Communications (Jan/Feb, 1998)

P Thwarts Romance
from Chris B.

Hey there, Ed! I've been visiting Flake since October, and I must say that I'm glad I found your site!

I'm 20, and have had the big P since the sixth grade. Let me be the first to say it: middle school is the absolute WORST time to ever have psoriasis (or any visible medical problem). Kids at that age are the nastiest, meanest, most insensitive jerks in the world.

At first, I withdrew into my own little world. My family worried about me (especially my mom) as I turned into a virtual recluse. I suffered from chronic depression (therapy didn't do jack) until my senior year of high school.

Something happened during the summer between my junior and senior high school years. Somehow I made this sudden change, and have been much happier since. I'm a friendly, outgoing chap now, and am pretty confident in my life.

However, I still drag around a lot of emotional luggage, the contents of which are my troubles with psoriasis. Mine is pretty bad. I range between 35-50% affected. I've only dated one person in my whole life, and that only lasted a few months. I honestly think that the psoriasis is a very influential factor in my dating life. It really annoys me to see women complain that they can't find any nice guys, when they'll nonchalantly turn me down. (I'm one of those rare nice guys; ask anyone who knows me, and they'll attest to it, even my ex-girlfriend. She's still my closest friend.) The only real factor against me is the psoriasis. I'm nice, friendly, in pretty good shape (of course, you can't see the muscle through the scales), and certainly an eligible bachelor.

I guess my biggest question is, how can I get someone to look past the psoriasis and see a great guy that they could possible deign to at least give a chance to, rather than immediately dismissing him? I can deal with my psoriasis in just about every aspect of my life except my dating life. I just need some advice from other people who are stuck with P. -Chris B.


Ed's Reply: It seems that at Flake HQ I'm always prefacing romantic advice with the caution, "I'm the last person you should listen to because...." Then I go ahead and parcel out advice as though I knew what I was talking about. And here I am, about to do it again.

When I was your age the distinctions between "love," "romance" and "sex" were blurred. Hormones, not reason, were in charge. I didn't have psoriasis then, so I can't tell you it got in my way and I did this-that-or-anything else to overcome the problem. But I can tell you there were plenty other problems. Establishing a fulfilling relationship is difficult, maintaining one is even more difficult. With or without psoriasis. Knowing that, my best advice to you is work hard not to let psoriasis become the major problem. I can almost guarantee you it isn't. But of course it is a challenge, and unless you can position that challenge appropriately—give it its proper priority in the litany of challenges in store for you—you may get broadsided by more substantial problems when you're just letting your guard down because you think you beat psoriasis-block.

In my experience, relationships start with a basis—call it a foundation. Usually the two people involved have little control over this. It can be anything from animal magnetism to parental predetermination (out of fashion but still practiced). It can be "opposites attract" or "gee whiz! you're my mirror image!" Typically, that foundation is too insubstantial to support anything lasting. At best it's like a launch pad. It's as though you bought the plot of land with the foundation already there, but from there on what gets built is up to you. (Haven't we both known couples who have been together for a long time, but emotionally it seems like they're still living out of construction trailers?)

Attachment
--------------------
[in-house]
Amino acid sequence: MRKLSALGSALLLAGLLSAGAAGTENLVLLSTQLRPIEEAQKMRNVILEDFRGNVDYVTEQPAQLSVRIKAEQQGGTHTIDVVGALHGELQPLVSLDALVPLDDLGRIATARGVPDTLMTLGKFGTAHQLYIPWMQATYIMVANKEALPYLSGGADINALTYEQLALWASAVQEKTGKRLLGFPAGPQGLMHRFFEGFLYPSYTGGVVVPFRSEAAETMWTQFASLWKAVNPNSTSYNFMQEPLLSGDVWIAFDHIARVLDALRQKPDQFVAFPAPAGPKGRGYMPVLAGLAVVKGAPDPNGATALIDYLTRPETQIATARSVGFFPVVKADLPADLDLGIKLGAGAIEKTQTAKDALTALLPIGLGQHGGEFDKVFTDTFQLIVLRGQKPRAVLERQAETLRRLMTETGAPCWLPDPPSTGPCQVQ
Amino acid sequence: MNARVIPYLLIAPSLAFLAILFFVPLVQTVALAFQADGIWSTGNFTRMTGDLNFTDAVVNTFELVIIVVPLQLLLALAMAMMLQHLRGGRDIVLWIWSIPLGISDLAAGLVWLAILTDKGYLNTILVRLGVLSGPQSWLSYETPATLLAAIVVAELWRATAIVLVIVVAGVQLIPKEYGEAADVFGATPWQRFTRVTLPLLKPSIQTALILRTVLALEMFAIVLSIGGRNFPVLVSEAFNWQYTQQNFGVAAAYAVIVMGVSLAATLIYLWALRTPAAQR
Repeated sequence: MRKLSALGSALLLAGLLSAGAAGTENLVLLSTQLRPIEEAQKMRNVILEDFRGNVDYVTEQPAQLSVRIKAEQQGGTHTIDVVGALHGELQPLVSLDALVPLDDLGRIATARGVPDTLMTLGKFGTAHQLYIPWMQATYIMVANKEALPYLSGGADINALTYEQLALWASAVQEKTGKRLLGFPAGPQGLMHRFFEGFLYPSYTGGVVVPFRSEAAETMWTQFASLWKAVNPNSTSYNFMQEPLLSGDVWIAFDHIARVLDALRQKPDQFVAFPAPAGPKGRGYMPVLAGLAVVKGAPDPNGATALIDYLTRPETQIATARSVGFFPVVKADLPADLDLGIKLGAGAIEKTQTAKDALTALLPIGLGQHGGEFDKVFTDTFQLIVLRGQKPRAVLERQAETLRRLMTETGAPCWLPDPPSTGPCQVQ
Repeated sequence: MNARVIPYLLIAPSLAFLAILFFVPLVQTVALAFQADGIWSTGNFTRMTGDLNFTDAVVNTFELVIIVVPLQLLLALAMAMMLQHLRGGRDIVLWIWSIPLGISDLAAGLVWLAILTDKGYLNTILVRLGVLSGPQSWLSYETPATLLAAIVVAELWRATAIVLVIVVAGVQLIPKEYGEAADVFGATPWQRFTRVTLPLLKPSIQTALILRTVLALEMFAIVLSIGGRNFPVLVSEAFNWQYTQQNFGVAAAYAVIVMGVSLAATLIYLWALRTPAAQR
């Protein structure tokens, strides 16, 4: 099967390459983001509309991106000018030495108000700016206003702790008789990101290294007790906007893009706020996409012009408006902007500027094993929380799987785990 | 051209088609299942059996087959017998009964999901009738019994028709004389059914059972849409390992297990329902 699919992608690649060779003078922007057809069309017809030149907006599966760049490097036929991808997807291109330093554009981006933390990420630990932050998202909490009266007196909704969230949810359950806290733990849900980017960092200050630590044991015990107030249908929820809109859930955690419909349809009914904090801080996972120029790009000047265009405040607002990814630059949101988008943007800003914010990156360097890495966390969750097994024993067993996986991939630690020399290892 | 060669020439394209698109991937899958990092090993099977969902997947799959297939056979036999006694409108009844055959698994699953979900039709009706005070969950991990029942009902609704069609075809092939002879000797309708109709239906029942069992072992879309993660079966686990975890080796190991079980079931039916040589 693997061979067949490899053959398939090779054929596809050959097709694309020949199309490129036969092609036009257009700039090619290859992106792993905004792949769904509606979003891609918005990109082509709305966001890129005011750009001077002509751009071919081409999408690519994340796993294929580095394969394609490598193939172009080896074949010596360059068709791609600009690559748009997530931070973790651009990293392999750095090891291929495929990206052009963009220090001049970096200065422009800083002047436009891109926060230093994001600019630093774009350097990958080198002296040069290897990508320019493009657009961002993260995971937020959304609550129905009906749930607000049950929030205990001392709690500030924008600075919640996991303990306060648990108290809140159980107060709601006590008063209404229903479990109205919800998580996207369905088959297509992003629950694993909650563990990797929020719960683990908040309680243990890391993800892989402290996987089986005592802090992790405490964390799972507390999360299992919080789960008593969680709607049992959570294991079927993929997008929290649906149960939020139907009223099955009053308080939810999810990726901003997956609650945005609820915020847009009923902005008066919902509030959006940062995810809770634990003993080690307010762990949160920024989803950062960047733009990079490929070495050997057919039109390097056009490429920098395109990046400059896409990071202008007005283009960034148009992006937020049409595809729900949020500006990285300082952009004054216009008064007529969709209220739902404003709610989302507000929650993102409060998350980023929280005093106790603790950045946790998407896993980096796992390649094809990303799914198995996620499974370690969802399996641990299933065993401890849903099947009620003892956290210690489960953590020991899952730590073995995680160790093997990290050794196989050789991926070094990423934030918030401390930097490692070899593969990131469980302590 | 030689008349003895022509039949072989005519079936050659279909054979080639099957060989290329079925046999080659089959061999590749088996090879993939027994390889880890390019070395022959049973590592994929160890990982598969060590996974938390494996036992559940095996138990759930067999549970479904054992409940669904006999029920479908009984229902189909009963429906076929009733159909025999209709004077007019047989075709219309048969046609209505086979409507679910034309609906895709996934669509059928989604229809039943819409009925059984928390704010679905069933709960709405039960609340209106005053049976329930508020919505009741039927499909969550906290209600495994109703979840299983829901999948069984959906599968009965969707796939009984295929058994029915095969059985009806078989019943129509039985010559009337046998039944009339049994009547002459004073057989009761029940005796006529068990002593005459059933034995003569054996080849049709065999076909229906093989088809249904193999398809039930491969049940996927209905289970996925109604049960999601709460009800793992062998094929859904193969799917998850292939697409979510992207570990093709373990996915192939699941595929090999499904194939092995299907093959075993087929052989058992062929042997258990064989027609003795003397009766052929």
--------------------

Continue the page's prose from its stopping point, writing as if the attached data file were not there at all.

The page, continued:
One thing about which I do claim some authority is the requirement for friendship before love. I can honestly say that I know of no two people who have been together for twenty years or more who would say their physical relationship is more important than their friendship. And I think it's in that distinction between friendship and physical love that the "priority" of psoriasis must be established. You write of one romantic experience which ended, you believe, because of your psoriasis, but which continues on as a sincere friendship. Don't "backspace | delete" the experience of the friendship-building because it did not overcome psoriasis-block. Knowing no more than what you have shared in your e-mail, I would say you did a lot right. Backing away from a romance and retaining a "best-friendship" is rare. It's as though the two of you started in to build a house on that pre-existing foundation, then ran into irreconcilable differences when you arrived at picking the window treatments—but you both enjoy what you've built so far.

Somewhere out there is another woman who's dreaming of the house you two built, and who doesn't give a damn about the window treatments, who would gladly say, "Chris, you pick the window treatments." How will you find her? Surely not by leveling your experience and starting over. You may not know a lot about "love," yet ... but now you know a lot about friendship. Accept the fact that it takes root whether or not you want it to, or expect it to, and then nurture it as best you can. Yes, the time will come, again, when the two of you will have to face the window treatments issue, but your chances of winning (defeating psoriasis-block) are good.

Take care and stay in touch. -Ed

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